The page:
In one form thereof, the present invention provides a prosthetic knee including a femoral component and a tibial component. The femoral component has an anterior femoral end and a posterior femoral end, and is configured for securement to a resected distal femur. The femoral component includes a femoral articulating surface extending in a sagittal plane between the anterior femoral end and the posterior femoral end, the femoral articulating surface having a femoral inflection point in the sagittal plane. The femoral articulating surface transitions in the sagittal plane from a convex curvature to a concave curvature at the femoral inflection point. The tibial component has an anterior tibial end and a posterior tibial end, and is configured for securement to a resected proximal tibia. The tibial component includes a tibial articulating surface extending between the anterior tibial end and the posterior tibial end, with the tibial articulating surface configured to articulate with the femoral articulating surface. The tibial articulating surface contacts the femoral inflection point at an angle of flexion of the prosthetic knee.

In one aspect, the angle of flexion of the prosthetic knee at which the tibial articulating surface contacts the femoral inflection point equals at least 130 degrees of flexion of the prosthetic knee.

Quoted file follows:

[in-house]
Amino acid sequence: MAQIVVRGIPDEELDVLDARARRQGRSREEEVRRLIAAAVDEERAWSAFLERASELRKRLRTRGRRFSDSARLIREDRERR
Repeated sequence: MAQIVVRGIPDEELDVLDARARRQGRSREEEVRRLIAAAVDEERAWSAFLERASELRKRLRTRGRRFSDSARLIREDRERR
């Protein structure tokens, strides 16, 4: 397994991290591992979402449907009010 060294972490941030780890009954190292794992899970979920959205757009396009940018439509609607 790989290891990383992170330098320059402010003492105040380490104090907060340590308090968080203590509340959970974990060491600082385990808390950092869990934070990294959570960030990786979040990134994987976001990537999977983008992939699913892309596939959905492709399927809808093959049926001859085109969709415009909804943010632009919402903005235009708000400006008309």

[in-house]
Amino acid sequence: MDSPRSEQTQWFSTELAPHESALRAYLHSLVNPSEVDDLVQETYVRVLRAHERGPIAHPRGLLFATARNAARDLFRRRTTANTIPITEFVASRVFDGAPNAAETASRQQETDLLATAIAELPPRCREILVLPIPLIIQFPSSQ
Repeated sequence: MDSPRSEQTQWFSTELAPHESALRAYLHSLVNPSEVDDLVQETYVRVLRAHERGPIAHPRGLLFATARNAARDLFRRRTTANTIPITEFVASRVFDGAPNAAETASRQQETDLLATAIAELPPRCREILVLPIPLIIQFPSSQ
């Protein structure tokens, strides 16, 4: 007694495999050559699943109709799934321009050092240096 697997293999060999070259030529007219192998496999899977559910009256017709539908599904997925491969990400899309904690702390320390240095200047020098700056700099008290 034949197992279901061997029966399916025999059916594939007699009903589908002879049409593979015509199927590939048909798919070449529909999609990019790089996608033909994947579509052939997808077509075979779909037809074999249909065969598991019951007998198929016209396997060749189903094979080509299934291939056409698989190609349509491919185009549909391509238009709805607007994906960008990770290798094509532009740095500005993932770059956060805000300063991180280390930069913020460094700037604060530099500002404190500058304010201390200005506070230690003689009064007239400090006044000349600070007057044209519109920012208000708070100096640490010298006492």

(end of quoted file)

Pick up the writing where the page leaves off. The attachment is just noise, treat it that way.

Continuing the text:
In another form thereof, the present invention provides a prosthetic knee including a femoral component and a tibial component. The femoral component has an anterior femoral end and a posterior femoral end, the femoral component is configured for securement to a resected distal femur. The femoral component includes a medial condyle, a lateral condyle, and a femoral inflection point. The medial condyle includes a medial femoral articulating surface extending between the anterior femoral end and the posterior femoral end, the medial femoral articulating surface having a convex medial condyle curvature. The lateral condyle includes a lateral femoral articulating surface extending between the anterior femoral end and the posterior femoral end, the lateral femoral articulating surface having a substantially convex lateral condyle curvature. The femoral inflection point is disposed on the lateral femoral articulating surface adjacent the posterior femoral end, the lateral femoral articulating surface transitioning from the substantially convex lateral condyle curvature to a concave lateral condyle curvature at the femoral inflection point, and the concave lateral condyle curvature having a concave femoral radius. The tibial component has an anterior tibial end and a posterior tibial end, the tibial component configured for securement to a resected proximal tibia. The tibial component includes a medial tibial compartment, a lateral tibial compartment, and a tibial inflection point. The medial tibial compartment has a medial articulating surface extending between the anterior tibial end and the posterior tibial end, the medial tibial articulating surface sized and positioned to articulate with the medial femoral articulating surface of the medial condyle. The lateral tibial compartment has a lateral articulating surface extending between the anterior tibial end and the posterior tibial end, the lateral tibial articulating surface sized and positioned to articulate with the lateral femoral articulating surface of the lateral condyle. The tibial inflection point is disposed on the lateral tibial articulating surface adjacent the posterior tibial end, the lateral tibial articulating surface transitioning from a concave tibial curvature to a convex tibial curvature at the tibial inflection point, the convex tibial curvature defining a convex tibial radius, the concave femoral radius at least as great as the convex tibial radius.